Thousands of Malaysian opposition supporters have rallied against alleged fraud in the election, defying police who said the protest was illegal.
Opposition leader Anwar Ibrahim called the protest after what he said were "stolen" polls, won by PM Najib Razak's ruling coalition.
Mr Najib's Barisan Nasional (BN or National Front) coalition won 133 of the 222 parliamentary seats on Sunday.
It was the coalition's worst result in more than half a century in power.
While it secured a simple majority, it failed to regain the two-thirds parliamentary majority it lost for the first time in 2008.
The BN has vehemently denied the opposition's allegations of cheating and accused Mr Anwar of deliberately choosing a small stadium on the outskirts of the capital Kuala Lumpur for the rally to ensure it would spill onto the streets.
But the three-party opposition alliance - which mounted its strongest-ever challenge to the coalition - has called for a recount.
Up to 40,000 protesters, many dressed in mourning black, gathered at the demonstration to denounce the results. Participants filled the stadium's stands and spilled onto the football field.
They complain that indelible ink - meant to prevent multiple voting - could be easily washed off and that accounts abound of a government scheme to fly tens of thousands of "dubious" - and possibly foreign - voters to flood key constituencies.
The United States has also raised questions about the conduct of the election, with the White House urging the government to address concerns.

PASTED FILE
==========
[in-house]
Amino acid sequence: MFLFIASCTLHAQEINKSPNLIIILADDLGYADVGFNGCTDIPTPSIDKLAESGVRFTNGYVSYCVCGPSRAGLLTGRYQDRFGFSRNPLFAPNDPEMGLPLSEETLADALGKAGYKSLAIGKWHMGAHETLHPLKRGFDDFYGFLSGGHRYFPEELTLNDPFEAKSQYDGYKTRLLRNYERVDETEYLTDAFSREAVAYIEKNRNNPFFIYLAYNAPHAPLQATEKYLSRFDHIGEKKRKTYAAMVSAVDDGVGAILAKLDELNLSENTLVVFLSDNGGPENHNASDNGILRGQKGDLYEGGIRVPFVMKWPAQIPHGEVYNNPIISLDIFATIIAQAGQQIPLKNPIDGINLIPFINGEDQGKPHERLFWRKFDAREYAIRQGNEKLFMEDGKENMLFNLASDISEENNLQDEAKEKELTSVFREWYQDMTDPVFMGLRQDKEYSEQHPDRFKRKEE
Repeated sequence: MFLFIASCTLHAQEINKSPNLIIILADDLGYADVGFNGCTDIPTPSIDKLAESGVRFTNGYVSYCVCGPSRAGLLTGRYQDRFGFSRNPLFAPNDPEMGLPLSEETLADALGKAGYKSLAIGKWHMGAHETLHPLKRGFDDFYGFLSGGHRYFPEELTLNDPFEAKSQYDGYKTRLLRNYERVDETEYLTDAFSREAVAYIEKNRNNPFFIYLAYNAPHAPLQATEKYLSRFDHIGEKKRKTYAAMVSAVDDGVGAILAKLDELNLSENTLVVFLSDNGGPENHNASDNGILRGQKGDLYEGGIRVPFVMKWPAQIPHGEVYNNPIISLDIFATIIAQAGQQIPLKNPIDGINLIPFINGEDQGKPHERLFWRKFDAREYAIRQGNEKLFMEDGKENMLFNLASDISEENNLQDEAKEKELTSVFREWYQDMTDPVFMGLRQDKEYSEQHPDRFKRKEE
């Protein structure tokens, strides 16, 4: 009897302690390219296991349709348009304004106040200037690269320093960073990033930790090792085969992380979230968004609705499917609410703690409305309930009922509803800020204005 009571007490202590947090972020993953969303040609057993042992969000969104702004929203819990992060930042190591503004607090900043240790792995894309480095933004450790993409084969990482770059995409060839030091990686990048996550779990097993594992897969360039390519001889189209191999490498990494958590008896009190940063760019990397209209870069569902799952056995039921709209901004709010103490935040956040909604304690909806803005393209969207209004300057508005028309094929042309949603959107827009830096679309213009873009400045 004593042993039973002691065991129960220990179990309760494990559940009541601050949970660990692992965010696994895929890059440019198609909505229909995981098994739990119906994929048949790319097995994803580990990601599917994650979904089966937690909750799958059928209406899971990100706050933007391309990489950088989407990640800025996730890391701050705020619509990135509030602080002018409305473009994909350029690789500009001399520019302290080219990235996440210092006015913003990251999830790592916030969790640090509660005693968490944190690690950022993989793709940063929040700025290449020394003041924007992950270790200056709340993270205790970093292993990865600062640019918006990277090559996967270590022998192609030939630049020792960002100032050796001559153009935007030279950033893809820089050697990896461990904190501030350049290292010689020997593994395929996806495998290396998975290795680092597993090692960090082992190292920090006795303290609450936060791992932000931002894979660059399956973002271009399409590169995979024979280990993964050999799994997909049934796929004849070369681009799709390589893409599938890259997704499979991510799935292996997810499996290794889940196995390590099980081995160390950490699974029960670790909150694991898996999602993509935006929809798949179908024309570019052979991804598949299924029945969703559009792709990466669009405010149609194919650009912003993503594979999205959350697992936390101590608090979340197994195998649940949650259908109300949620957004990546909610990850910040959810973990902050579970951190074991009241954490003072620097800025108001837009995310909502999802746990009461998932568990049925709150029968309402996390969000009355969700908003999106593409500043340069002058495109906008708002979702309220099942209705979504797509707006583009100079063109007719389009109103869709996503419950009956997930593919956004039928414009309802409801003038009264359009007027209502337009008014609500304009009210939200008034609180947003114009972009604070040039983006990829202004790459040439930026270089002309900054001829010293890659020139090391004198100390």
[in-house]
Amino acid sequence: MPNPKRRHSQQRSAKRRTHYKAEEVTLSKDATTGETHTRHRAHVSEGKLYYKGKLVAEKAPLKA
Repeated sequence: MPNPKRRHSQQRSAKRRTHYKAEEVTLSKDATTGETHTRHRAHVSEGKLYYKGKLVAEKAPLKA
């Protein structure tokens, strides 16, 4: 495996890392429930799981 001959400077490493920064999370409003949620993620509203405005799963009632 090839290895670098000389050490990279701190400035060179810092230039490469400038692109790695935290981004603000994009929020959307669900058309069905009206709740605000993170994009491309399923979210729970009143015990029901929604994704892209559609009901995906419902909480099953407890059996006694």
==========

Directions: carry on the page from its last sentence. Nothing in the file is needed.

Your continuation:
Mr Anwar called on his supporters to gather at Kelana Jaya Stadium at 20:30 local time (12:30 GMT) on Wednesday.
"This shall be a beginning for a fierce movement to clean this country from election malpractice and fraud, for there is no opportunity for renewal without a clean and fair elections," Mr Anwar had told Reuters news agency on Tuesday.
"Enough of this oppression. Please for once, for once, see the change in the mood of the people."
But National Police Chief Ismail Omar told state news agency Bernama on Tuesday the protest was illegal because organisers did not have a permit.
But Tian Chua, spokesman for the opposition, said the protest was lawful.
"Strictly speaking, the police do not have the power to ban a rally which is held within a stadium," he told Radio Australia.
He added that under the law, people have the right to hold a peaceful gathering if the owners of the venue agree.
The government has insisted that the 5 May polls were free and fair, and say that evidence of fraud should be presented.
However, the independent Institute for Democracy and Economic Affairs (Ideas) and the Centre for Public Policy Studies (CCPS) watchdogs have said there were "serious flaws".
"Having conducted an independent and impartial observation of the elections, Ideas and CPPS conclude that [the election] was only partially free and not fair," its joint report said.
Irregularities included questions over campaign spending and the Election Commission's independence from the government coalition.
The watchdogs also cited inequalities in how the constituencies were demarcated.